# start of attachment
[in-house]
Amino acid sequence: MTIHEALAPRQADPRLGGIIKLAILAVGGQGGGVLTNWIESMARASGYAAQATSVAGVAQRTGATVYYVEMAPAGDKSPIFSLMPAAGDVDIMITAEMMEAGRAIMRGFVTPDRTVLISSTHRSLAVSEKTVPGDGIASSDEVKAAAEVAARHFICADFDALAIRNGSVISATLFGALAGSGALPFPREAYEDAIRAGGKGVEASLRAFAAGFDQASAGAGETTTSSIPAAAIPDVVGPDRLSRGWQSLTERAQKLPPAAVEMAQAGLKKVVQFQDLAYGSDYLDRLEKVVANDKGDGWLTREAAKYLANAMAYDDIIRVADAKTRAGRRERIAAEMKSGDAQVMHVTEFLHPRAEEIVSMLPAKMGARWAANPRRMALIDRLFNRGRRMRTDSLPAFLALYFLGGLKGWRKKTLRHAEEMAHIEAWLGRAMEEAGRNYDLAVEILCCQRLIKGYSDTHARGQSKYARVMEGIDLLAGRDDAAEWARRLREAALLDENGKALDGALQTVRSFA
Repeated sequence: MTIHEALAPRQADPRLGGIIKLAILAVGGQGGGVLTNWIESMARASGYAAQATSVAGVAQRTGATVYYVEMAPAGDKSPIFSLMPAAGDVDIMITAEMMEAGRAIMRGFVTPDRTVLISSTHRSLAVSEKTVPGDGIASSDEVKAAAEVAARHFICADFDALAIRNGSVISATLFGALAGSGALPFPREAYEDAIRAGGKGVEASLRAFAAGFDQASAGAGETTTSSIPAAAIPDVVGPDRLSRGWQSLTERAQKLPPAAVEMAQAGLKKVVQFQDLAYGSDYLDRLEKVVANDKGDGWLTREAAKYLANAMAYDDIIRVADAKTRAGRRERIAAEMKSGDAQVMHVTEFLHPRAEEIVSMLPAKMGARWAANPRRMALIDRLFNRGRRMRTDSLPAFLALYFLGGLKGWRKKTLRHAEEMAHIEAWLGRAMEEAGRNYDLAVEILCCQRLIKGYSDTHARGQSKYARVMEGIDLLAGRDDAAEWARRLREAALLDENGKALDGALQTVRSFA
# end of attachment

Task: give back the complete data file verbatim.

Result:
[in-house]
Amino acid sequence: MTIHEALAPRQADPRLGGIIKLAILAVGGQGGGVLTNWIESMARASGYAAQATSVAGVAQRTGATVYYVEMAPAGDKSPIFSLMPAAGDVDIMITAEMMEAGRAIMRGFVTPDRTVLISSTHRSLAVSEKTVPGDGIASSDEVKAAAEVAARHFICADFDALAIRNGSVISATLFGALAGSGALPFPREAYEDAIRAGGKGVEASLRAFAAGFDQASAGAGETTTSSIPAAAIPDVVGPDRLSRGWQSLTERAQKLPPAAVEMAQAGLKKVVQFQDLAYGSDYLDRLEKVVANDKGDGWLTREAAKYLANAMAYDDIIRVADAKTRAGRRERIAAEMKSGDAQVMHVTEFLHPRAEEIVSMLPAKMGARWAANPRRMALIDRLFNRGRRMRTDSLPAFLALYFLGGLKGWRKKTLRHAEEMAHIEAWLGRAMEEAGRNYDLAVEILCCQRLIKGYSDTHARGQSKYARVMEGIDLLAGRDDAAEWARRLREAALLDENGKALDGALQTVRSFA
Repeated sequence: MTIHEALAPRQADPRLGGIIKLAILAVGGQGGGVLTNWIESMARASGYAAQATSVAGVAQRTGATVYYVEMAPAGDKSPIFSLMPAAGDVDIMITAEMMEAGRAIMRGFVTPDRTVLISSTHRSLAVSEKTVPGDGIASSDEVKAAAEVAARHFICADFDALAIRNGSVISATLFGALAGSGALPFPREAYEDAIRAGGKGVEASLRAFAAGFDQASAGAGETTTSSIPAAAIPDVVGPDRLSRGWQSLTERAQKLPPAAVEMAQAGLKKVVQFQDLAYGSDYLDRLEKVVANDKGDGWLTREAAKYLANAMAYDDIIRVADAKTRAGRRERIAAEMKSGDAQVMHVTEFLHPRAEEIVSMLPAKMGARWAANPRRMALIDRLFNRGRRMRTDSLPAFLALYFLGGLKGWRKKTLRHAEEMAHIEAWLGRAMEEAGRNYDLAVEILCCQRLIKGYSDTHARGQSKYARVMEGIDLLAGRDDAAEWARRLREAALLDENGKALDGALQTVRSFA